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Nearly two weeks since Instagram stories she posted took on a life of their own, National University of Singapore (NUS) undergraduate Monica Baey has again took to the social media platform to call for the online harassment against her perpetrator to stop.

In an Instagram post on Wednesday (May 1) titled "closure", Ms Baey noted that change at the university is afoot, but also spoke out against those who disagreed with the way she shared her story as a victim of sexual assault.

On April 18, the 23-year-old had expressed her frustration that NUS had not done more against fellow student Nicholas Lim, who filmed her in the shower at Eusoff Hall last November.

Mr Lim was given a 12-month conditional warning from police and was suspended from school for a semester. He was also made to write an apology letter to her.

The Instagram stories, which revealed Mr Lim's name and personal details, quickly went viral and prompted the university to form a review committee to take a closer look at disciplinary and support frameworks.

It also organised a campus town hall meeting attended by more than 600 students, including Ms Baey, who flew back to Singapore from her exchange programme in Taiwan.

NUS president Tan Eng Chye later apologised for falling short in providing support to victims of sexual misconduct, while Education Minister Ong Ye Kung called the current penalties "manifestly inadequate".

Describing it as "incredibly tiring, yet probably the most fulfilling week of my life", Ms Baey said on Wednesday that she is glad that "change has finally come".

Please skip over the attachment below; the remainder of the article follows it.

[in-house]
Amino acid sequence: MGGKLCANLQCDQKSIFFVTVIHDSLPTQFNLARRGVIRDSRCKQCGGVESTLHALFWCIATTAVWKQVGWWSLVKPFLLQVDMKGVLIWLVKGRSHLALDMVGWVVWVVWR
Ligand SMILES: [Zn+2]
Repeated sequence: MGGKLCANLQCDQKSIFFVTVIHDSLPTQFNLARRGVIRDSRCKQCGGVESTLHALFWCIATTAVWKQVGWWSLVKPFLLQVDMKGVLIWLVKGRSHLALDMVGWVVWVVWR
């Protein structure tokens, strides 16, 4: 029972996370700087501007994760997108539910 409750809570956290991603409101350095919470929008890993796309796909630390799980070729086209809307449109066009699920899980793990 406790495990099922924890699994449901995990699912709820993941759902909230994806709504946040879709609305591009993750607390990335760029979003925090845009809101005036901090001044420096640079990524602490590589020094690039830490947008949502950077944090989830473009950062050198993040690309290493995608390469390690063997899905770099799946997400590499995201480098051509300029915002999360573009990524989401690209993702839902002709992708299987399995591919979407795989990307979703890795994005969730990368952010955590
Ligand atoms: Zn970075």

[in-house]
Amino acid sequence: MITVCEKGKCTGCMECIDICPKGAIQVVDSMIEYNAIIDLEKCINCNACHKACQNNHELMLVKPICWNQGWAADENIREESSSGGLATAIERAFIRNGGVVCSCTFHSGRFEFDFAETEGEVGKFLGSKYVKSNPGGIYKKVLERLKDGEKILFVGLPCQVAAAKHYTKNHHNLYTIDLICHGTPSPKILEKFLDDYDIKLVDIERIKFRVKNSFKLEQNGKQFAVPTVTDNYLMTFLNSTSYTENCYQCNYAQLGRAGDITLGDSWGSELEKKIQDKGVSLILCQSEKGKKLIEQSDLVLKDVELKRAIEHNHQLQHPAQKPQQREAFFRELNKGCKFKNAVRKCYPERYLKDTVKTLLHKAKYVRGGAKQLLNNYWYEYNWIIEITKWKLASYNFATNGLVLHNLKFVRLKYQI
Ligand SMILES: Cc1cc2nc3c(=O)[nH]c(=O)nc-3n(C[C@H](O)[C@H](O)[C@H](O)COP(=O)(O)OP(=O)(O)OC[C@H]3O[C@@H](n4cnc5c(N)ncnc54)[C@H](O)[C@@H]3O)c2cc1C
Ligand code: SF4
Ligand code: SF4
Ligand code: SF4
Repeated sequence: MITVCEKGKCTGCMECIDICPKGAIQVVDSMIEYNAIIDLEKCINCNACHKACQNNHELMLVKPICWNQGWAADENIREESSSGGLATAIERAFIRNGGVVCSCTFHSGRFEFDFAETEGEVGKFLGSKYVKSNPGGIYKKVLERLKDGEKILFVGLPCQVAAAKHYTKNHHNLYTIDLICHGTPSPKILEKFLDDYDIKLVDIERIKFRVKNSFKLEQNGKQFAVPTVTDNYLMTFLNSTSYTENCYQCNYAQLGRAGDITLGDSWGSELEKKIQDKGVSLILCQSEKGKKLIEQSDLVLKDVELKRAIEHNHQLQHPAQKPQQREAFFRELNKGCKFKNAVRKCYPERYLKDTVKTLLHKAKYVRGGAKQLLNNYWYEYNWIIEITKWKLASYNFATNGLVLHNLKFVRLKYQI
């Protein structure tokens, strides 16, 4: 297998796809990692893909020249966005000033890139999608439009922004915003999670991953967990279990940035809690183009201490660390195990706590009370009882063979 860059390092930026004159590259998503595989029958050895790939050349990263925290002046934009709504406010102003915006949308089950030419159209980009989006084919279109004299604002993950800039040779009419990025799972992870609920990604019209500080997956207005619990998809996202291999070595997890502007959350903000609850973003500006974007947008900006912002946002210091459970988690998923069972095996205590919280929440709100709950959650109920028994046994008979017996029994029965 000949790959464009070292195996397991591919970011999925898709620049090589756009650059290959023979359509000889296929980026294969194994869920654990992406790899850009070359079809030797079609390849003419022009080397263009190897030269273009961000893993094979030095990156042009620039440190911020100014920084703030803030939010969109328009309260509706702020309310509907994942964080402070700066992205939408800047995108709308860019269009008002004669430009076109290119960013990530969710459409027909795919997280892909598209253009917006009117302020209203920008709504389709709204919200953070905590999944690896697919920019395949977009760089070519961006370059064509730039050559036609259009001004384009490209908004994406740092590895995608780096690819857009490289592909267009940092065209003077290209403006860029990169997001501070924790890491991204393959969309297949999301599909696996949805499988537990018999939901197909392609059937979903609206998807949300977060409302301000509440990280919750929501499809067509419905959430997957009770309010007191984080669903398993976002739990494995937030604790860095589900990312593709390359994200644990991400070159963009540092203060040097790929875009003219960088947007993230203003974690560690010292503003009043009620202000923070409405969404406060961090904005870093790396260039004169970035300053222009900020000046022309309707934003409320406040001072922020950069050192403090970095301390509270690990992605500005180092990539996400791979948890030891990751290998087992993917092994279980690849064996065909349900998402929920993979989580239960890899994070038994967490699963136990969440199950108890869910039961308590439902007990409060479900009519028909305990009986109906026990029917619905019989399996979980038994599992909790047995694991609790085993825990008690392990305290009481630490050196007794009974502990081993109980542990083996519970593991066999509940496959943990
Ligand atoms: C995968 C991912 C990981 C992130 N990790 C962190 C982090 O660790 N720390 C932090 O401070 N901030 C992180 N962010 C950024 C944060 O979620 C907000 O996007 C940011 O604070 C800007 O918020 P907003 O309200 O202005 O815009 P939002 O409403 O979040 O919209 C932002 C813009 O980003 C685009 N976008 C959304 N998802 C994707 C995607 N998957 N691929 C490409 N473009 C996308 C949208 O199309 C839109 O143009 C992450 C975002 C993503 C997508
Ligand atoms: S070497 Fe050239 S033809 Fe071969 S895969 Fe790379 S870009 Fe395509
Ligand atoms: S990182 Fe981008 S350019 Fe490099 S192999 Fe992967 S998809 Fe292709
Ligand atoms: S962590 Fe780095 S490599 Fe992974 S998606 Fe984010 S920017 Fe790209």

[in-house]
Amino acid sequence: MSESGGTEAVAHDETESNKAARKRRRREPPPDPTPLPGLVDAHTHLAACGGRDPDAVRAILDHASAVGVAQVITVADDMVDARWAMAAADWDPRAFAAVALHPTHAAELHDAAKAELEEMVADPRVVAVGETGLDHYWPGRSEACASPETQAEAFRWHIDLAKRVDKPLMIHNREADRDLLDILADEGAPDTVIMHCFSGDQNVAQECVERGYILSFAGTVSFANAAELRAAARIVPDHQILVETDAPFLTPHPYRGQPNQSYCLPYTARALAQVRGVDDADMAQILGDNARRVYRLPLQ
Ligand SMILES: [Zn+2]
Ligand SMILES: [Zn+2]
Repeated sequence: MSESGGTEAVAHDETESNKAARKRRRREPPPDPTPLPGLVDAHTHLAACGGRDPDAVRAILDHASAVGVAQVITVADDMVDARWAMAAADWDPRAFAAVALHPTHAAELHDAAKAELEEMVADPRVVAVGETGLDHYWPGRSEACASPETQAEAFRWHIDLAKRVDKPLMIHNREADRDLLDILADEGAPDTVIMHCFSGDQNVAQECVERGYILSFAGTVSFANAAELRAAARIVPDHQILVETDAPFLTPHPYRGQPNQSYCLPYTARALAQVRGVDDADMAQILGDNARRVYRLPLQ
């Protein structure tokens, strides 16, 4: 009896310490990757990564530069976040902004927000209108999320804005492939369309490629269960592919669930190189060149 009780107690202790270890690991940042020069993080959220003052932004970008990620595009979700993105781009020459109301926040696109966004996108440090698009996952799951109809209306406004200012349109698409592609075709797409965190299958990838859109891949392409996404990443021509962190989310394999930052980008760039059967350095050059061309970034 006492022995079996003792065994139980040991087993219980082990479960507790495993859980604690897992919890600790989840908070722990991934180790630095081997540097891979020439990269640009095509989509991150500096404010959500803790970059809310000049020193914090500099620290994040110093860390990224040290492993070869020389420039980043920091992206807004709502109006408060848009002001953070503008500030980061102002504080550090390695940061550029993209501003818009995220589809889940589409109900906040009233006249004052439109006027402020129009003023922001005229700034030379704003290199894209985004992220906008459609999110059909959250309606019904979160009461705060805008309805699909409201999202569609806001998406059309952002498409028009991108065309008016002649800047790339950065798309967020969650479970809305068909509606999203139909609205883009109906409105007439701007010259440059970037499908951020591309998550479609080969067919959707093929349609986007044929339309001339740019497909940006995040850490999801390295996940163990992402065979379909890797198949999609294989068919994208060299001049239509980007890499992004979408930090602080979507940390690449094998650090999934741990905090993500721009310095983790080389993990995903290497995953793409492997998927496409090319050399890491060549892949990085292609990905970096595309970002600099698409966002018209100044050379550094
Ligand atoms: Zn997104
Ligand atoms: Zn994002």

However, she noted that Mr Lim did not deserve to be bullied online for what he had done.

She also acknowledged that it was "fair" for some people to disagree with how she had brought the issue to light.

She wrote: "To address those who are saying that my perpetrator is now a victim, all I will say in response to that is I genuinely hope that he is receiving proper support he needs to rehabilitate, and the unnecessary online harassment toward him and his loved ones will stop."

Though she felt that Mr Lim had got away lightly, she added it would now be up to NUS and its review committee - not Internet users or even herself - to make the call on whether her case should be reopened and tougher punishments should be meted out.

"I think it is time to step away from the discussion of what people think should be done to him, and step into the discussion of how we can improve our current society," she wrote.

Is she a mass communications major?

So now that the subject matter has taken on a life of its own after revealing and encouraging doxxing him on-line, you want the cyber-bullying to stop?  ::)

It was your actions that precipitated this - the good, the bad and the ugly... you can't choose and only listen to the good stuff .... whatever flack that comes back to you,  you rightly and richly deserves

PS:  she is still hot in unker's eyes nevertheless... :-*

"A man who has depths in his shame meets his destiny and his delicate decisions upon paths which few ever reach."